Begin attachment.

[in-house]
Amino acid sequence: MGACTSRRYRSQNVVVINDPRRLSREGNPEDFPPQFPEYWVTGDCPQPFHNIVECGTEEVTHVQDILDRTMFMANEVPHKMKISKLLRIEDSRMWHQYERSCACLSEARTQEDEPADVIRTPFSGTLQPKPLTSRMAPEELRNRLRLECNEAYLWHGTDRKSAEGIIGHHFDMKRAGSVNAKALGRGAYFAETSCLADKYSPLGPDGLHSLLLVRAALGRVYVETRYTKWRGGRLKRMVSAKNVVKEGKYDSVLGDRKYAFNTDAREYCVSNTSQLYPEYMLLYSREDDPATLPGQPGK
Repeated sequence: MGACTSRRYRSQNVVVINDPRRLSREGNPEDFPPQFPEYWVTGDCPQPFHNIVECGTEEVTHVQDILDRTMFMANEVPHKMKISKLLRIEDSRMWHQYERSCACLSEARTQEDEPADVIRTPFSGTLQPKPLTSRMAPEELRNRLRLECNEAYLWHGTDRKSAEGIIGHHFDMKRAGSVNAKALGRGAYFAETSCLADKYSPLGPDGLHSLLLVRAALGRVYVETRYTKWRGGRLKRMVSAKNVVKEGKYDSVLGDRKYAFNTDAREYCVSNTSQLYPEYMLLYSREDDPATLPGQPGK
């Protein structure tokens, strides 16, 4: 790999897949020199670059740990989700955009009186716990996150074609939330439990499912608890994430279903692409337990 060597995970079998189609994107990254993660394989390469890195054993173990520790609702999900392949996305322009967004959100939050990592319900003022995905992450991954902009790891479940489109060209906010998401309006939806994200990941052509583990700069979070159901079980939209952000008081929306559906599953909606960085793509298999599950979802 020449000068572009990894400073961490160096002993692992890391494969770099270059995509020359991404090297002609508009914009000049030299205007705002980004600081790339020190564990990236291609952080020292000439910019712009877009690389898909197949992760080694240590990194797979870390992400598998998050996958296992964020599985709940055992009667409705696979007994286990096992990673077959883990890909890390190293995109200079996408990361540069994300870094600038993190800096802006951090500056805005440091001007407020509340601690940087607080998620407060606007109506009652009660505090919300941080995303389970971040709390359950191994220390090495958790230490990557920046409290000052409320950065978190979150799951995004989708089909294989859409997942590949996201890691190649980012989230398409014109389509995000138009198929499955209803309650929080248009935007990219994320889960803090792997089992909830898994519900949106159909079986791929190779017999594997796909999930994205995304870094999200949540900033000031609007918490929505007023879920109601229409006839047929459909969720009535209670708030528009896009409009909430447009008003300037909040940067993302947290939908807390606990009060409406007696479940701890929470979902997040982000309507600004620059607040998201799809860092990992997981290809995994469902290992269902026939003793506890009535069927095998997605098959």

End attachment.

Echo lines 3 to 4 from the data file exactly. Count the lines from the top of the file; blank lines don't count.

Repeated sequence: MGACTSRRYRSQNVVVINDPRRLSREGNPEDFPPQFPEYWVTGDCPQPFHNIVECGTEEVTHVQDILDRTMFMANEVPHKMKISKLLRIEDSRMWHQYERSCACLSEARTQEDEPADVIRTPFSGTLQPKPLTSRMAPEELRNRLRLECNEAYLWHGTDRKSAEGIIGHHFDMKRAGSVNAKALGRGAYFAETSCLADKYSPLGPDGLHSLLLVRAALGRVYVETRYTKWRGGRLKRMVSAKNVVKEGKYDSVLGDRKYAFNTDAREYCVSNTSQLYPEYMLLYSREDDPATLPGQPGK
């Protein structure tokens, strides 16, 4: 790999897949020199670059740990989700955009009186716990996150074609939330439990499912608890994430279903692409337990 060597995970079998189609994107990254993660394989390469890195054993173990520790609702999900392949996305322009967004959100939050990592319900003022995905992450991954902009790891479940489109060209906010998401309006939806994200990941052509583990700069979070159901079980939209952000008081929306559906599953909606960085793509298999599950979802 020449000068572009990894400073961490160096002993692992890391494969770099270059995509020359991404090297002609508009914009000049030299205007705002980004600081790339020190564990990236291609952080020292000439910019712009877009690389898909197949992760080694240590990194797979870390992400598998998050996958296992964020599985709940055992009667409705696979007994286990096992990673077959883990890909890390190293995109200079996408990361540069994300870094600038993190800096802006951090500056805005440091001007407020509340601690940087607080998620407060606007109506009652009660505090919300941080995303389970971040709390359950191994220390090495958790230490990557920046409290000052409320950065978190979150799951995004989708089909294989859409997942590949996201890691190649980012989230398409014109389509995000138009198929499955209803309650929080248009935007990219994320889960803090792997089992909830898994519900949106159909079986791929190779017999594997796909999930994205995304870094999200949540900033000031609007918490929505007023879920109601229409006839047929459909969720009535209670708030528009896009409009909430447009008003300037909040940067993302947290939908807390606990009060409406007696479940701890929470979902997040982000309507600004620059607040998201799809860092990992997981290809995994469902290992269902026939003793506890009535069927095998997605098959």